Agriculture Secretary Tom Vilsack is urging more attentive management of forests, calling them valuable environmental and economic attributes that are in need of restoration and conservation.
WASHINGTON — Agriculture Secretary Tom Vilsack is urging more attentive management of forests, calling them valuable environmental and economic attributes that are in need of restoration and conservation.
Such an approach would combat climate change, protect water resources and improve forest conditions, he said in a speech prepared for delivery later Friday. Not only that, the changes would create thousands of jobs, Vilsack added.
"Declining forest health and the effects of our changing climate have resulted in an increasing number of catastrophic wildfires and insect outbreaks that have consumed the time and resources of the Forest Service," the former Iowa governor said in remarks obtained by The Associated Press.
"It is time for a change in the way we view and manage America's forest lands with an eye toward the future," he said. "This will require an unprecedented, all-lands approach that engages the American people and stakeholders. It is essential that we reconnect Americans across the nation with the natural resources and landscapes that sustain us."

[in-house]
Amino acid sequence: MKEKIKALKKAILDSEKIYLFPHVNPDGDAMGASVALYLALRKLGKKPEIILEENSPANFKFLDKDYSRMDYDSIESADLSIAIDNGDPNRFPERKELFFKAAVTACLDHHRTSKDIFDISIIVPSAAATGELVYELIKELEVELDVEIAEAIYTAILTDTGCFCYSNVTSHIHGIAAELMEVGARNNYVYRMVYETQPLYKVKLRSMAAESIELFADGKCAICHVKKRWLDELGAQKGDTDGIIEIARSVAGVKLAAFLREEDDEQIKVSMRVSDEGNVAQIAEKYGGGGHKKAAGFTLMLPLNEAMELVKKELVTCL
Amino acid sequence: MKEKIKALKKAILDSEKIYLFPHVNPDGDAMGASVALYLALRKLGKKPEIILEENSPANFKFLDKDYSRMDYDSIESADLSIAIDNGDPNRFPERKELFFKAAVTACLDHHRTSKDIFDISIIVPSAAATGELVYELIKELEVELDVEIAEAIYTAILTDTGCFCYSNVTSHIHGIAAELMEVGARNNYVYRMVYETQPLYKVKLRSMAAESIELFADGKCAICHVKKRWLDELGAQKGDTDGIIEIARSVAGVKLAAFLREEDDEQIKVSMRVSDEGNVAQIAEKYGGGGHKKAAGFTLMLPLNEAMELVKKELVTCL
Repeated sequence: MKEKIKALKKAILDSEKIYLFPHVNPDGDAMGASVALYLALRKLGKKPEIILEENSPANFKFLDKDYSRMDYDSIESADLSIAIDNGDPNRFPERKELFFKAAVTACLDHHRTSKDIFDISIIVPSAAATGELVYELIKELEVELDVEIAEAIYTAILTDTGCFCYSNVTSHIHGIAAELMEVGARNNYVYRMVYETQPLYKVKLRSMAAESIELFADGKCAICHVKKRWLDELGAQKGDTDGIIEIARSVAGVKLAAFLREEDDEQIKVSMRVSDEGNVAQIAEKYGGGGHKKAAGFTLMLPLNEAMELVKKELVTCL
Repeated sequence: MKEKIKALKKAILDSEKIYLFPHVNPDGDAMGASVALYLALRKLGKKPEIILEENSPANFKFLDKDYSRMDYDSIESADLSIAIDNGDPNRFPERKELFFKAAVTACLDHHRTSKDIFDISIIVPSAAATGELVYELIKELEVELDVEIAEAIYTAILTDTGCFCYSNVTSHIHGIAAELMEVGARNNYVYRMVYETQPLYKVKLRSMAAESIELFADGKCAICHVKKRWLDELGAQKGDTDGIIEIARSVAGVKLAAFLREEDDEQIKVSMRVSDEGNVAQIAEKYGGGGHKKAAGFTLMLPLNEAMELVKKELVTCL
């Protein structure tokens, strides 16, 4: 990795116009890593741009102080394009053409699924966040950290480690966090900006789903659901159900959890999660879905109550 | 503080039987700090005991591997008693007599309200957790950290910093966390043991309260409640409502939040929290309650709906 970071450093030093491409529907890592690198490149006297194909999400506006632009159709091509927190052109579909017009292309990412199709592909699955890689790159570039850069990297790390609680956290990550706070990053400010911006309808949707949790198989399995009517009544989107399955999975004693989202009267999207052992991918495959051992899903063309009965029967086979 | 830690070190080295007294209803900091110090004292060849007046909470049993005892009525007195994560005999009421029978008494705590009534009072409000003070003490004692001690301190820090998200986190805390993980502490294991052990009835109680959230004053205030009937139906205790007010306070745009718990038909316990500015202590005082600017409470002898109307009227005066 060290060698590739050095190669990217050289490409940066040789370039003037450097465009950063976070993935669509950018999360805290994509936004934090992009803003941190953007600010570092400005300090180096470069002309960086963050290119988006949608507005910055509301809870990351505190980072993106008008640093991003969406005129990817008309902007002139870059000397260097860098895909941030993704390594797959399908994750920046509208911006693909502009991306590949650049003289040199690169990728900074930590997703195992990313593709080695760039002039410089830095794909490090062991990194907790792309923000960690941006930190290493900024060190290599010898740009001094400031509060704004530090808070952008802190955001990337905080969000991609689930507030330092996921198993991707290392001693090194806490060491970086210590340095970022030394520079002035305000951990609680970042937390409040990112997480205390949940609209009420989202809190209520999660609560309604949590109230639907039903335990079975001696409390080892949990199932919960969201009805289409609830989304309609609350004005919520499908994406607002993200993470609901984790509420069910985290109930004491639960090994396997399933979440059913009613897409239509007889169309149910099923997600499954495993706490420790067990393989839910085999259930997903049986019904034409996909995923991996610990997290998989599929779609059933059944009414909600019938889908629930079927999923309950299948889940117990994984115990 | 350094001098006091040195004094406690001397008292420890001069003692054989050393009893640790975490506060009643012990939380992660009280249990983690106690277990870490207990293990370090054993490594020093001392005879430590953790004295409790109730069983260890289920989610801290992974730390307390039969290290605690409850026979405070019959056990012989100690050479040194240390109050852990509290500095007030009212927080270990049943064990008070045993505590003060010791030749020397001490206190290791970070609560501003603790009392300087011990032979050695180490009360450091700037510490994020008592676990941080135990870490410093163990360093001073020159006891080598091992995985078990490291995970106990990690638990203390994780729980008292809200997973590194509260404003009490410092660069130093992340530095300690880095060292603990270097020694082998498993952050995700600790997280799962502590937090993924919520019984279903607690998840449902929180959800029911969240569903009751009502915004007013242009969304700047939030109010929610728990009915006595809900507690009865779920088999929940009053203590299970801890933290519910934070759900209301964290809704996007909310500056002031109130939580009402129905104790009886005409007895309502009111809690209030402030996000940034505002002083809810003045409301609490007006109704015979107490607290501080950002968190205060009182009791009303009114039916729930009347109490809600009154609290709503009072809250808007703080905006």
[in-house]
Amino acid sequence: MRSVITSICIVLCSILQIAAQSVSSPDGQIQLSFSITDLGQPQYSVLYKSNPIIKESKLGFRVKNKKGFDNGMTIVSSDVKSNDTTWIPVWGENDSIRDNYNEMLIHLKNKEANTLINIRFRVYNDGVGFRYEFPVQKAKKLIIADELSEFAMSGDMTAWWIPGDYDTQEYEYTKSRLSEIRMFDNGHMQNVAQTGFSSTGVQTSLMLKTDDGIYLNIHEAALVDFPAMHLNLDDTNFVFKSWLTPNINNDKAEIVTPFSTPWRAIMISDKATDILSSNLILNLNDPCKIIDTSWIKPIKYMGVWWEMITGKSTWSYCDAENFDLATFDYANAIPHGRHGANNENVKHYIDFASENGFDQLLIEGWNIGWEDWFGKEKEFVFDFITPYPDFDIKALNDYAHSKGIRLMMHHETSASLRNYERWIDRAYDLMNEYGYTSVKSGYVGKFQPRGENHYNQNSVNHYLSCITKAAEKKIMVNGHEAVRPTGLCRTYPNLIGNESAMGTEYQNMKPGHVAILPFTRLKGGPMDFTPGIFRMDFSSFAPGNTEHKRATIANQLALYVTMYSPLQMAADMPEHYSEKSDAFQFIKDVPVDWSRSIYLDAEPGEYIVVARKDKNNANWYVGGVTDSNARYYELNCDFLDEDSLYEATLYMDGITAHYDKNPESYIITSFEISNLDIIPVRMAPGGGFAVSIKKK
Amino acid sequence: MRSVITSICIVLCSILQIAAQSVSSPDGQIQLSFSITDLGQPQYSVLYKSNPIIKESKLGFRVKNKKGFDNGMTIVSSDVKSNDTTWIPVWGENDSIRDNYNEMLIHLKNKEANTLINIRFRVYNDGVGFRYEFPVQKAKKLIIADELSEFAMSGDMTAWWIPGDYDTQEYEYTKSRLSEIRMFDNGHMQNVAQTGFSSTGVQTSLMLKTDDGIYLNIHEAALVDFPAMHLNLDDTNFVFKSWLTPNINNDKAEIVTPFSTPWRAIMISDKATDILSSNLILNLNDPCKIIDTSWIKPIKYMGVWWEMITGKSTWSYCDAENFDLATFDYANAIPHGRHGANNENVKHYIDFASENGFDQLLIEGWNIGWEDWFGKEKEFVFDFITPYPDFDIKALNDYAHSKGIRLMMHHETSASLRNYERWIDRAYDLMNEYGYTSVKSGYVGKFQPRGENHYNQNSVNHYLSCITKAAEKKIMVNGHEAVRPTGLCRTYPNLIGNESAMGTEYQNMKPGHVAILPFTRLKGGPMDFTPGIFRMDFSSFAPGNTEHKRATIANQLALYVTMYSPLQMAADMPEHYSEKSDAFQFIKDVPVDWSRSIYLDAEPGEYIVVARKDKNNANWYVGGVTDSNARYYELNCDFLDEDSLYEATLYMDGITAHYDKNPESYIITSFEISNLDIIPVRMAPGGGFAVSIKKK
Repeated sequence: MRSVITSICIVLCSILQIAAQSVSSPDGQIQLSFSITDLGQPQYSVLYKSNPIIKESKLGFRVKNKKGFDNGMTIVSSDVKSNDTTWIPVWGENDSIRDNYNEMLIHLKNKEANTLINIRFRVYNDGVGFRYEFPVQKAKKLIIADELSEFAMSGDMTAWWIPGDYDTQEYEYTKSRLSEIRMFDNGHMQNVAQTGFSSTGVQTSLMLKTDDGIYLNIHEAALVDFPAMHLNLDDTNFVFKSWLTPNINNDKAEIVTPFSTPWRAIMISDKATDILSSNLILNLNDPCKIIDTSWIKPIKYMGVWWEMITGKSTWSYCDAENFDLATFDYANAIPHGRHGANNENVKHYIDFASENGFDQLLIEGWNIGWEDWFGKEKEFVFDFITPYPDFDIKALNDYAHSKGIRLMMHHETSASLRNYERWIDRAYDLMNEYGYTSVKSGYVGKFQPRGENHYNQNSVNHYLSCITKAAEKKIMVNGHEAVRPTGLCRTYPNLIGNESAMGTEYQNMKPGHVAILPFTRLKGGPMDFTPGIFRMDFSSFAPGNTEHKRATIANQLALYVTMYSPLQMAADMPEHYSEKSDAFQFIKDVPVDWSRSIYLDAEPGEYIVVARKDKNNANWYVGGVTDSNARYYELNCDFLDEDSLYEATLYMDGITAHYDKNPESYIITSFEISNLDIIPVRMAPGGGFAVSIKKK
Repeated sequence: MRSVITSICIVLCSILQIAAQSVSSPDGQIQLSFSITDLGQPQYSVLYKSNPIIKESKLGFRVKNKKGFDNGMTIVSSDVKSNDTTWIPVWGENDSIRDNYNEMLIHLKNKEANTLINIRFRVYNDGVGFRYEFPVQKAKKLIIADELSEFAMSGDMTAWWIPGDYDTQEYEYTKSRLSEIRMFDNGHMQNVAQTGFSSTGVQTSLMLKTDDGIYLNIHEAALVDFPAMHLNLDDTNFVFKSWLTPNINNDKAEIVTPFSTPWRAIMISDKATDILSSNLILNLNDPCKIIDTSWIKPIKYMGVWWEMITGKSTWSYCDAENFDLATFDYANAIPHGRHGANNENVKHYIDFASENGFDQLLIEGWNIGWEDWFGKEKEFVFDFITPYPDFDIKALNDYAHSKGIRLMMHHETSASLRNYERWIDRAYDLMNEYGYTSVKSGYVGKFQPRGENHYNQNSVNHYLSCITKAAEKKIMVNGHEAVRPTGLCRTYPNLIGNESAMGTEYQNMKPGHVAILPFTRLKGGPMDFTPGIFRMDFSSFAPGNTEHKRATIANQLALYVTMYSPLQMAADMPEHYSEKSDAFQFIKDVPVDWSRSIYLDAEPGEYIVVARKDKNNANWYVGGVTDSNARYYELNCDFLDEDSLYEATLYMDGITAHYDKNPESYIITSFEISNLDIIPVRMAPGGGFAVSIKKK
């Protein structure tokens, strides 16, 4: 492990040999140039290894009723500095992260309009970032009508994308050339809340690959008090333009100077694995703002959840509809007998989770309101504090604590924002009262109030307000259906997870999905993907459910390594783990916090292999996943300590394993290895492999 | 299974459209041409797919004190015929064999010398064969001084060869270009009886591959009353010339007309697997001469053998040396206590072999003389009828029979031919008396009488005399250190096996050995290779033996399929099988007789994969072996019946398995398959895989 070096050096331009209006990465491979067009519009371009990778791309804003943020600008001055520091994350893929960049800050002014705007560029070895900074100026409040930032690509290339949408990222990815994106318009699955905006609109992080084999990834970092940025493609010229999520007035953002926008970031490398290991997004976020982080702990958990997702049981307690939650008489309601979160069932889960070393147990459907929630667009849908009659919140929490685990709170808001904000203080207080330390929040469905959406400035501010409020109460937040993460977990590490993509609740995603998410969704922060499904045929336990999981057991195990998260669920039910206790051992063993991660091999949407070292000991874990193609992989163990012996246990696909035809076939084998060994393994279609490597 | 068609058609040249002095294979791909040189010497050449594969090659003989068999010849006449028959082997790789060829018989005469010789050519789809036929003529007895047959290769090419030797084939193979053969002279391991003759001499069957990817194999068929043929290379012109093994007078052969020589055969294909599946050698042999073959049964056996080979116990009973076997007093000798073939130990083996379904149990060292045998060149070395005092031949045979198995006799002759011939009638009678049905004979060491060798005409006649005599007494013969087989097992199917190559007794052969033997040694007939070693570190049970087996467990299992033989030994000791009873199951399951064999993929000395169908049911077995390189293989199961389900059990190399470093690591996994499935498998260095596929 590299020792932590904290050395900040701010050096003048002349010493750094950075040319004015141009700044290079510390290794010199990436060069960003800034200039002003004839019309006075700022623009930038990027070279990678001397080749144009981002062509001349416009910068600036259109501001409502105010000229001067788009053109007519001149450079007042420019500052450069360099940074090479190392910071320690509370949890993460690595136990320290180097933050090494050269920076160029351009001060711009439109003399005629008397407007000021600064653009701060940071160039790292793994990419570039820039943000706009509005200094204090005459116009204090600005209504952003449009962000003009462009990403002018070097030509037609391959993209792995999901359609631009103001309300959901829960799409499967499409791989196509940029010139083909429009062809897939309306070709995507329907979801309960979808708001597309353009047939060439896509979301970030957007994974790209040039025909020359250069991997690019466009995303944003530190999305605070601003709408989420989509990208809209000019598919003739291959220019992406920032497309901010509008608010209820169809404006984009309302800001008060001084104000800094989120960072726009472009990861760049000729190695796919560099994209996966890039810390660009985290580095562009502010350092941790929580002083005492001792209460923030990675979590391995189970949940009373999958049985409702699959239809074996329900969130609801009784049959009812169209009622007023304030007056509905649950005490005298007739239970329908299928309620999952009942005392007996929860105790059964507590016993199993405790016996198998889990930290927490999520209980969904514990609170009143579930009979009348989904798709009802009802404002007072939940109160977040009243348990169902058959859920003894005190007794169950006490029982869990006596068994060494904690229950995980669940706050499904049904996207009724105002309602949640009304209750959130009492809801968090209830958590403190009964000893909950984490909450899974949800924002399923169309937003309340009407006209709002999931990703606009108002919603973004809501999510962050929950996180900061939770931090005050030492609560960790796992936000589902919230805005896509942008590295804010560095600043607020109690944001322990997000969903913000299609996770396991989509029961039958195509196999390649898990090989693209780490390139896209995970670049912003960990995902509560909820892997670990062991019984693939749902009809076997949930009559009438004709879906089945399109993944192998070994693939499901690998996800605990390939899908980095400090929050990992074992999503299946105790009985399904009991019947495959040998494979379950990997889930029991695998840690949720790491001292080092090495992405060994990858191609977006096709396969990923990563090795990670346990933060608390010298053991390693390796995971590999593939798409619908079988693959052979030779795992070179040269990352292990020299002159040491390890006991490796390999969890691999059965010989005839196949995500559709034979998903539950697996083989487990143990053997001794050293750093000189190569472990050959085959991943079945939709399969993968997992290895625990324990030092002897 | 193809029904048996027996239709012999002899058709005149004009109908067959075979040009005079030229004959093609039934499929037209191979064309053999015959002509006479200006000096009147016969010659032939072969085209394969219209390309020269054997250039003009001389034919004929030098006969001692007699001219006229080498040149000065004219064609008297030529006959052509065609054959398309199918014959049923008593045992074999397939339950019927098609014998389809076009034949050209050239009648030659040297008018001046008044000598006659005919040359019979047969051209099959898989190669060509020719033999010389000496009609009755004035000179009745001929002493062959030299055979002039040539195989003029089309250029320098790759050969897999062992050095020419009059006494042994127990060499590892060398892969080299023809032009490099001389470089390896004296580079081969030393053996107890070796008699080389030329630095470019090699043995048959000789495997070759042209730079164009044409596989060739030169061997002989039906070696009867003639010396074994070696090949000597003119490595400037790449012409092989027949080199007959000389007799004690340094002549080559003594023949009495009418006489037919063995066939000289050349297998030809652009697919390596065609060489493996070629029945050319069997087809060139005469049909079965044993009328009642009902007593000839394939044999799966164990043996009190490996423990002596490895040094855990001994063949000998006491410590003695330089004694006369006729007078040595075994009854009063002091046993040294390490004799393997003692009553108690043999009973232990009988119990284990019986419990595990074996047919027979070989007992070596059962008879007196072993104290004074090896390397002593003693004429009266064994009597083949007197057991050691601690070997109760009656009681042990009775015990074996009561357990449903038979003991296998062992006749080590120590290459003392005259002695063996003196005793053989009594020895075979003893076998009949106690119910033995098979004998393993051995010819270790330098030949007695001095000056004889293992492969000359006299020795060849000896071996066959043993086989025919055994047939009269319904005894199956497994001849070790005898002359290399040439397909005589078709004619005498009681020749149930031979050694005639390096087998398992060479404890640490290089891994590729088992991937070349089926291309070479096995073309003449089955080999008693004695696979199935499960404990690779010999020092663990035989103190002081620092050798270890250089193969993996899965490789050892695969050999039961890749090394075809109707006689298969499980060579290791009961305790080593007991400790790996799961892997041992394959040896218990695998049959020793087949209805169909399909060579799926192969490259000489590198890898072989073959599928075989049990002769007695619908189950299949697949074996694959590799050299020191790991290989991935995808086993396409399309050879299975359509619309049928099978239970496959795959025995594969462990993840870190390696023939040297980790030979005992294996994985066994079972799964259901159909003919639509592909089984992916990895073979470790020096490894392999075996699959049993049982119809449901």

Vilsack is set to deliver the speech, his first address on the Forest Service, later Friday in Seattle. He was urging "a collaborative management approach with a heavy focus on restoring" natural resources.
The Forest Service manages national forests and grasslands encompassing about 193 million acres — an area equivalent to the size of Texas. Still, more than 80 percent of forests in the United States are outside the National Forest System. Vilsack said the Obama administration will seek to increase cooperation with states and private land owners, including businesses, individuals and Native American tribes.
The administration's plan calls for the Forest Service to help develop "green jobs" that help restore forests while using them as "carbon sinks" to help offset global warming, Vilsack said.
Some conservation work has already begun, he said. The Forest Service has allocated about $1.5 billion through the economic stimulus law for conservation and forest health. A total of 512 projects are aimed at creating jobs and promoting forest rehabilitation through projects such as removal of small trees and underbrush that serve as fuel for wildfires.
At least 30 projects will promote development of biofuels from trees, Vilsack said.
On the Net:
Forest Service: http:www.fs.fed.us